Mom guilt. This common phrase is the bane of my existence, and I’ll tell you why. The term “mom guilt” infers that only mothers suffer from specific guilt via the act of parenting. What about the dads? And what about all of the other things we feel? I never hear people talk about Mom pride, and I know a lot of people who are proud of their children.

Either way, and as much as I hate to admit it, there does seem to be an extra layer of guilt that lingers between diaper changes, temper tantrums, and the first time your toddler runs for someone else. 

It is a feeling that I have struggled to describe to people, because honestly, I don’t know how to put into words the suffocating sense of failure and love crashing into your soul like a rogue paddle boat caught in the fury of the deep sea. Or maybe it’s because I’m ashamed that everything I had read while pregnant has been thrown to the wind and I am merely trying to survive. 

But what if I don’t just want to survive? What if I want to get through each tantrum without yelling and feeling defeated? Or what if I just want 10 minutes of her cuddles, without having to bribe her with books or milk?

Well, I guess I just need to do it. Easier said than done, I know, but just like I tell Sloan, if we take everything one step at a time, it is very unlikely we will trip. 

I want to start with what I call the “phase game.” The “phase game” is a combination of online forums, pediatricians, and wrinkly aunts telling you what phase your child is in, what to expect, and how to handle it. 

What I've Learned

  • Babies don’t have to say words to hurt your feelings. On that same note, neither do you. Remember how impactful your demeanor, tone, and body language is to your little one. 
  • Crying out of frustration is normal, even frequent. Let the tears flow, it feels good.. 
  • Not being able to communicate with your child is really hard. Not just for us, but for them. It will get better.

Luckily for me, Sloan and I have discovered the phase of no return, or something I like to call early-onset terrible twos. Side effects include hitting, screaming, biting, and my personal favorite, a general aversion to anything me.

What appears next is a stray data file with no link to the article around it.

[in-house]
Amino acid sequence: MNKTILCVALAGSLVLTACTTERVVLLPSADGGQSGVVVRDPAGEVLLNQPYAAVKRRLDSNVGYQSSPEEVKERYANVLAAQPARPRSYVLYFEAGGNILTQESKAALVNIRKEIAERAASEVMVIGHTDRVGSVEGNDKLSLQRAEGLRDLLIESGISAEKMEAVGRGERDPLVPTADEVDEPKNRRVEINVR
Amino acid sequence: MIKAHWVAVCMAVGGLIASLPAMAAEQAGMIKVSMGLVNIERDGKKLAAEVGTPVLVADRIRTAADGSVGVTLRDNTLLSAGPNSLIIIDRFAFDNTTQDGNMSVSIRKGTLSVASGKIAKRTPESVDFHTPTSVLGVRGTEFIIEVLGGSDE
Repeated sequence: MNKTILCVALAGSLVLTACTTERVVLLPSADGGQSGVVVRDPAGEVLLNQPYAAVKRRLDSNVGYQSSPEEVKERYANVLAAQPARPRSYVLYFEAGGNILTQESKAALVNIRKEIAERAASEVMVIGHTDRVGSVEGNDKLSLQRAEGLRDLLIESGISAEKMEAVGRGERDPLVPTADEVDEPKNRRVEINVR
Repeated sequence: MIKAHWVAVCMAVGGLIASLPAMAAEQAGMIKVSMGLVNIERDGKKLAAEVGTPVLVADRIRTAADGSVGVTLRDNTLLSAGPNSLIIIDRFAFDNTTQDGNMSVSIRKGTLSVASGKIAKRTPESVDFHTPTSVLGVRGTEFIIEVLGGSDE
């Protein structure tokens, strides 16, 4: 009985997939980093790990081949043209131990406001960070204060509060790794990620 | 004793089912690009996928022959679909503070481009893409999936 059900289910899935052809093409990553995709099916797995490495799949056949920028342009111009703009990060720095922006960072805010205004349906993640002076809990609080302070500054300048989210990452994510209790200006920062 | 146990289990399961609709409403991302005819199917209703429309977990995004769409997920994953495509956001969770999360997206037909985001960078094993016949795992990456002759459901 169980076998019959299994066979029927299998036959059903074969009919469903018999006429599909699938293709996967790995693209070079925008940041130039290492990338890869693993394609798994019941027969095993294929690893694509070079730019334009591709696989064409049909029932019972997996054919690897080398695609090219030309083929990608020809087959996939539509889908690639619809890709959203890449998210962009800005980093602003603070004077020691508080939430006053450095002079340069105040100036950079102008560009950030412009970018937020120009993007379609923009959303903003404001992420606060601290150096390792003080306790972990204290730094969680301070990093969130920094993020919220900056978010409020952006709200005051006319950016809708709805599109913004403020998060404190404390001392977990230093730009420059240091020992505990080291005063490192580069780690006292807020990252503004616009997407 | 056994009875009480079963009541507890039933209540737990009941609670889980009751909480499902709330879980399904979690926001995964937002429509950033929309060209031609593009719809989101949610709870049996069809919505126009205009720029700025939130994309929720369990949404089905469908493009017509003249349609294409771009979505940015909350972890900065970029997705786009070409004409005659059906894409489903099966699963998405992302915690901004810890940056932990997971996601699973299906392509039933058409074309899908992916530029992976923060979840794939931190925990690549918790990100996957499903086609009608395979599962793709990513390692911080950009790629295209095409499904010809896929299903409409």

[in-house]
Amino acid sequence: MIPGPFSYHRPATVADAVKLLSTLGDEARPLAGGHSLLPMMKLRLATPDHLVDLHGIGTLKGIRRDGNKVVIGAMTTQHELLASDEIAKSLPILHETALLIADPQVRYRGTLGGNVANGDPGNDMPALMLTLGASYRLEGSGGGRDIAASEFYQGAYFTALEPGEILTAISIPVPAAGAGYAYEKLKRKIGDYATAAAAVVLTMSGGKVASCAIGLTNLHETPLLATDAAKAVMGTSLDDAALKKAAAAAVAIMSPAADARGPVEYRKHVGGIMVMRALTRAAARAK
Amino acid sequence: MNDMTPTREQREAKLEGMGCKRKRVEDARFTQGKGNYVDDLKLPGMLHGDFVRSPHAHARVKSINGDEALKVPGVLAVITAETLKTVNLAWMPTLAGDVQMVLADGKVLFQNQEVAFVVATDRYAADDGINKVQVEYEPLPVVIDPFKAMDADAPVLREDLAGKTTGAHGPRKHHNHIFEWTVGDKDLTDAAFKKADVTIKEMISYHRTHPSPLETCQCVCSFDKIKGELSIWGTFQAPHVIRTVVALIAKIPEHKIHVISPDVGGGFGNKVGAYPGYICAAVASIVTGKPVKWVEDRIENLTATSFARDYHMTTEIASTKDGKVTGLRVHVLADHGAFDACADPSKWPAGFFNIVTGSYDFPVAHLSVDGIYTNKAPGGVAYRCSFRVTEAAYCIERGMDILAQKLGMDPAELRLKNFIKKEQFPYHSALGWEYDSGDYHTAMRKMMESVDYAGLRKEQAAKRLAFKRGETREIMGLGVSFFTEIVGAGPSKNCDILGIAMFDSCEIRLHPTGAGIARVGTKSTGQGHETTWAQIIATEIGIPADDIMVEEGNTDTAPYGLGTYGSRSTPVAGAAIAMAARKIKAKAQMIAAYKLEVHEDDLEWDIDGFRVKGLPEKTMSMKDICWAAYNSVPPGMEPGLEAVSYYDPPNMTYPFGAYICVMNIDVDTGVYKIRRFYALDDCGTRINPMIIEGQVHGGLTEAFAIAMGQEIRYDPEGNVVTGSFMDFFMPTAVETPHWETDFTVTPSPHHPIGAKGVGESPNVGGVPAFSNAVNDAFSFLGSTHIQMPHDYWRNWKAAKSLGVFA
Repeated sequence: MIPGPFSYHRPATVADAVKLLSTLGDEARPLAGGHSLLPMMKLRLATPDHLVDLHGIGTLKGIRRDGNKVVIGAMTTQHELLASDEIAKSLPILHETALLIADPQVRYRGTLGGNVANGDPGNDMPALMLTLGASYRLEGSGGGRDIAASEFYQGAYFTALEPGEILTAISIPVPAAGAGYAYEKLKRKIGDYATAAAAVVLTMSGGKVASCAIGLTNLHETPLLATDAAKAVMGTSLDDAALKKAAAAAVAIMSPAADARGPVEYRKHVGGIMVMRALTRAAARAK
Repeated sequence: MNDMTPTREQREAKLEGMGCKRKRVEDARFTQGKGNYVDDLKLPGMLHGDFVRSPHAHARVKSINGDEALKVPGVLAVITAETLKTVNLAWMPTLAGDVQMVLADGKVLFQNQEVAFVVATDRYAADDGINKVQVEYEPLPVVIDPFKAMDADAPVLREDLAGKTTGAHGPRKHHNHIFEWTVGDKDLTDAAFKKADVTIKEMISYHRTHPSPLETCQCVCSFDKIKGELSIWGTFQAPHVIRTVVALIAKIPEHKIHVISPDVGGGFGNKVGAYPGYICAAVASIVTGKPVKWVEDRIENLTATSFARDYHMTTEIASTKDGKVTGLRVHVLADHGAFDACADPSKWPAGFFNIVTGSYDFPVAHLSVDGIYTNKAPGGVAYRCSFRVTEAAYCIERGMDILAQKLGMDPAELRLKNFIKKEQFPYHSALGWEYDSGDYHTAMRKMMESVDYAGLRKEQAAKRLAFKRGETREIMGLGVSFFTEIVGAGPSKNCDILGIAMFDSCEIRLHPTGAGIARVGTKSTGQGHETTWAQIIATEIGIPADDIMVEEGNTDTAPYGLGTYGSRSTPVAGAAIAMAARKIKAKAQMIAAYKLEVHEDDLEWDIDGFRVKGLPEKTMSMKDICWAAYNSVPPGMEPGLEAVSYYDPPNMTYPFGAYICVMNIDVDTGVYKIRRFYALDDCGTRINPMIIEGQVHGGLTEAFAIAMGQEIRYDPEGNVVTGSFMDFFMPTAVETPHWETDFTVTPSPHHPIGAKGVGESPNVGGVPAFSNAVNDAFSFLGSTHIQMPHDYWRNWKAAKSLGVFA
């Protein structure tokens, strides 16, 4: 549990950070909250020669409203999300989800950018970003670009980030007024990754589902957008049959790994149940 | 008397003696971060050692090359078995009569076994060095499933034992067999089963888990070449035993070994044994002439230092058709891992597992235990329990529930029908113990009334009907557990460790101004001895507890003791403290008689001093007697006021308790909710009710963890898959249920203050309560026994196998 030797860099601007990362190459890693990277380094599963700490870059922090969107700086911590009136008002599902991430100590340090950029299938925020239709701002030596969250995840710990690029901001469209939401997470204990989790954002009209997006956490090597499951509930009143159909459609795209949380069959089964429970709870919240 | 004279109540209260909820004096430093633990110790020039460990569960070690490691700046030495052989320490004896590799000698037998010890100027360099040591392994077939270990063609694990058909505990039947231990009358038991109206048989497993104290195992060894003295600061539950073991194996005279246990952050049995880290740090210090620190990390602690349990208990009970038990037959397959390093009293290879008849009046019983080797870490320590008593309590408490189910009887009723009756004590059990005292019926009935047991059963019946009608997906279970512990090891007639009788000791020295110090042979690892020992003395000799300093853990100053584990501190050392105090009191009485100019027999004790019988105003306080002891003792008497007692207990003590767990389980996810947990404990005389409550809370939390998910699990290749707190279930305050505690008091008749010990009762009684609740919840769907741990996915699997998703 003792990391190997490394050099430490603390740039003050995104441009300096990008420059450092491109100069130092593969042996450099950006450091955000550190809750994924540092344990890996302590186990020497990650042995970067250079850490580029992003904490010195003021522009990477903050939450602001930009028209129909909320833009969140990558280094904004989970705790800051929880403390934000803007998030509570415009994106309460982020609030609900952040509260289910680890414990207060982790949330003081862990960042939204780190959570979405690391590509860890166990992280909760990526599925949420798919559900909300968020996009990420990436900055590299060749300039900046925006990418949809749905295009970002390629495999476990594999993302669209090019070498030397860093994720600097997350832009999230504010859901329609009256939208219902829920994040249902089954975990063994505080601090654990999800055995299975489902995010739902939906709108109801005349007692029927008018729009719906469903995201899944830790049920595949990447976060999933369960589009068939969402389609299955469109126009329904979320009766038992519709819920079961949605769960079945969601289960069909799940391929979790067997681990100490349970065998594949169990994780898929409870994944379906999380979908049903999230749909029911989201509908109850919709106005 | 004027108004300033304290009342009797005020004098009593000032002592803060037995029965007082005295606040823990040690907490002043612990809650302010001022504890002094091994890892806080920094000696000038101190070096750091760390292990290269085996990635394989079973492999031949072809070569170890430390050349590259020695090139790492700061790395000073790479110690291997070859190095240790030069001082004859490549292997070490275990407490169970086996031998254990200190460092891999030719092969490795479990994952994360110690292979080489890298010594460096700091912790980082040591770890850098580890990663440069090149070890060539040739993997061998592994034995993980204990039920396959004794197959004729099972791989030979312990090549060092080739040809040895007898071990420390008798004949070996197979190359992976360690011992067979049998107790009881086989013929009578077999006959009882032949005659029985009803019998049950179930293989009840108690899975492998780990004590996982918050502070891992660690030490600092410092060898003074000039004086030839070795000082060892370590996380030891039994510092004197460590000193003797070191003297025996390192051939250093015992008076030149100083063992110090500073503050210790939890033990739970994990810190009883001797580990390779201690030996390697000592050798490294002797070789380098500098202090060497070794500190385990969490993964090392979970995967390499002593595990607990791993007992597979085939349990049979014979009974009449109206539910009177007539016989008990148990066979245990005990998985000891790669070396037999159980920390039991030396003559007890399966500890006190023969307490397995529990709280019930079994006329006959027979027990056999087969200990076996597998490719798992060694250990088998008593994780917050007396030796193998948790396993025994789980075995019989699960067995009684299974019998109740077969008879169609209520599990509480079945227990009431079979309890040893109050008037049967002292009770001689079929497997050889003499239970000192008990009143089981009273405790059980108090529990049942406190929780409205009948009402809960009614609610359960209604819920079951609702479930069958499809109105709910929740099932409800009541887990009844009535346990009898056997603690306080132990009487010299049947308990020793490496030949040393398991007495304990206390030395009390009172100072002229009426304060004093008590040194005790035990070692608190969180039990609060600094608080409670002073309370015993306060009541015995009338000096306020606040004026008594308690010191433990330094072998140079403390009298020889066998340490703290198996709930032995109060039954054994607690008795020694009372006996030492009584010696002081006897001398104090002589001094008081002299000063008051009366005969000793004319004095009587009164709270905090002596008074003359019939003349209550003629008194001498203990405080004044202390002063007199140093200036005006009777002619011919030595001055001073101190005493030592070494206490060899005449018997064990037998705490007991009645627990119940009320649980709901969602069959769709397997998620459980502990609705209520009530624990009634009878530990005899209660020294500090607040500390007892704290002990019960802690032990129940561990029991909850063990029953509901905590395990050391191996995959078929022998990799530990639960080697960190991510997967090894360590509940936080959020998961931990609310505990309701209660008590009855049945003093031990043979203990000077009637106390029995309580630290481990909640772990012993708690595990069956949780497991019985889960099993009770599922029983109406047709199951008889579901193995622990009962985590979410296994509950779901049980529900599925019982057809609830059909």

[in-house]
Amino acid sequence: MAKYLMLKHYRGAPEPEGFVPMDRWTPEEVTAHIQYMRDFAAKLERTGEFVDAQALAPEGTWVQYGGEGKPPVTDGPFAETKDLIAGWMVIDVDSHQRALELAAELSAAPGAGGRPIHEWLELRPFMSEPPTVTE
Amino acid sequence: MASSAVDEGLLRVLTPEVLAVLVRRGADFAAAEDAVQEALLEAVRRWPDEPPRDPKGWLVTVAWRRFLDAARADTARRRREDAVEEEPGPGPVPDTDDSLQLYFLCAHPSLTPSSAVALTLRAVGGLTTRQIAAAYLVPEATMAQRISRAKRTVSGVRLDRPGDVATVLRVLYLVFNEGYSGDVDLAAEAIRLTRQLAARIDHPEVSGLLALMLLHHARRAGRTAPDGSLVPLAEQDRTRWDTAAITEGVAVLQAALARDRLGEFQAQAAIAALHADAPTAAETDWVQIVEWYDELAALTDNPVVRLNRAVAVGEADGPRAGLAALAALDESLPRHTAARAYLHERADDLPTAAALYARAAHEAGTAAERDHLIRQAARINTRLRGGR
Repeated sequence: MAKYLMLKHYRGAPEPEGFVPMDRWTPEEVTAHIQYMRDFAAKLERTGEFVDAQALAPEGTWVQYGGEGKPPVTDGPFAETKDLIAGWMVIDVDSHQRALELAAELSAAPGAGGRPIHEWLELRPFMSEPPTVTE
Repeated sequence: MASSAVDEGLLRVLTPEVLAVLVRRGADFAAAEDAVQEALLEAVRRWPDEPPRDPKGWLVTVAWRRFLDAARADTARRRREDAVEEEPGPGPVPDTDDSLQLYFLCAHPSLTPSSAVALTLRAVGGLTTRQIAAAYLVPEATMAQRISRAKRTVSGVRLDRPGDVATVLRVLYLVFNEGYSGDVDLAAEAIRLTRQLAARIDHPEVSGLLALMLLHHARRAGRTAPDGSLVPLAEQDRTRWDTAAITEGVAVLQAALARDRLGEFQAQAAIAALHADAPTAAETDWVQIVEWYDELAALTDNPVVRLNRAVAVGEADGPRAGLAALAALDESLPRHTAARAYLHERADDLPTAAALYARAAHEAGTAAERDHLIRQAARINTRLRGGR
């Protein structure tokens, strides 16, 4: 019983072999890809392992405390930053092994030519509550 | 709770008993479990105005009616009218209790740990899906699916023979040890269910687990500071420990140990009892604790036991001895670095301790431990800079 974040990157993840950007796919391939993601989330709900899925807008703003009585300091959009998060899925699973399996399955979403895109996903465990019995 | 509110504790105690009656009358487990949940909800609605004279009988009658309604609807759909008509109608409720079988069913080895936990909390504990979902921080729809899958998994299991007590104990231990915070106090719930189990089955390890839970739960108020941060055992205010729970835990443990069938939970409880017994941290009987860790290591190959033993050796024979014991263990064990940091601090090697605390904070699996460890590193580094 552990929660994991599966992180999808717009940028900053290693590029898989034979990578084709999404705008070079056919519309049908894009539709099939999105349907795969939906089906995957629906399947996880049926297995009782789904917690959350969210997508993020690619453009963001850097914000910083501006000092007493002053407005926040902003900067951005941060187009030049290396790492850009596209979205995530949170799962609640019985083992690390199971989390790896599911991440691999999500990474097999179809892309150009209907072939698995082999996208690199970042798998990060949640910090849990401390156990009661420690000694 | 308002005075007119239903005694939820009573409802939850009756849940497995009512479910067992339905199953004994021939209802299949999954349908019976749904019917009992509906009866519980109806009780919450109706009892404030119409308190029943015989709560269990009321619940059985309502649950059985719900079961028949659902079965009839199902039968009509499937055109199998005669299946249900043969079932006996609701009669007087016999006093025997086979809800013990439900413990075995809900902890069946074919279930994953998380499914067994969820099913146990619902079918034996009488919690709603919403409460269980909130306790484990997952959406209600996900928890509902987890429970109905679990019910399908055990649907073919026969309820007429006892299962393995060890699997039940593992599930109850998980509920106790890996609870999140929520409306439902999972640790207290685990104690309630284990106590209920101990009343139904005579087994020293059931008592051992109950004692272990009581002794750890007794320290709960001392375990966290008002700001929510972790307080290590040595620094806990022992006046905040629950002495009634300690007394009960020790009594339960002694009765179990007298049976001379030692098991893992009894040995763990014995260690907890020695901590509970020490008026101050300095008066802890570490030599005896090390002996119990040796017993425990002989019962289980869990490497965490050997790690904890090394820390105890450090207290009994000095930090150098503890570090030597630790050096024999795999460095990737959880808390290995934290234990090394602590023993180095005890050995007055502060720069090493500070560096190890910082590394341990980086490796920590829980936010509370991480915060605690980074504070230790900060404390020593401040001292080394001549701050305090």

It surfaced during the rough time between daycare and dinner when I somehow have to find time to pick her up, cook dinner, wait for it to cool down, and play games all simultaneously. And while that sounds outrageous to us (because we are adults,) the fact that this isn’t my default is world-shattering for her. Enter: mom guilt. 

And while these moments never last, it truly feels like these phases will, which is a hard pill to swallow when you have to explain to the teacher to be weary of her flying fists. 

The other aspect of mom guilt that rattles my confidence in being a suitable parent? 


I so distinctly remember making a list of basic rules I would adhere to as a mother; I would yell as little as possible, I would never spank, and I would always lead with love, were just a few of the big ticket items. 

Items, I now know, that are subject to change, and that is okay. 


+ For children under 2, start with 30 second timeouts. After two, add a minute for every year they are old. Two years old = a two minute timeout.

Spanking is something Reid and I have decided against, so while that will never falter, I have found myself yelling at a toddler that doesn’t know how to tell me what’s wrong. I have found myself pleading with her to just go to sleep, and missing her seconds after. I have found myself on my bedroom floor in tears, surrounded by her socks, desperately wishing I knew how to make her understand. Enter: more mom guilt. 

Mom guilt is inevitable, especially when you reach a new phase of parenting. You will never feel like you did it, like you handled the grocery aisle meltdown perfectly or like you are her favorite person nine times out of 10. But what you will do is continue to love her. You will continue to protect and care for her until she can do it herself, and even then, you won’t give up. 

Because, as much as mom guilt convinces you otherwise, you are a phenomenal parent because you are doing the best you can with what you have. 

And to tell you the truth, that is exactly what your child needs.

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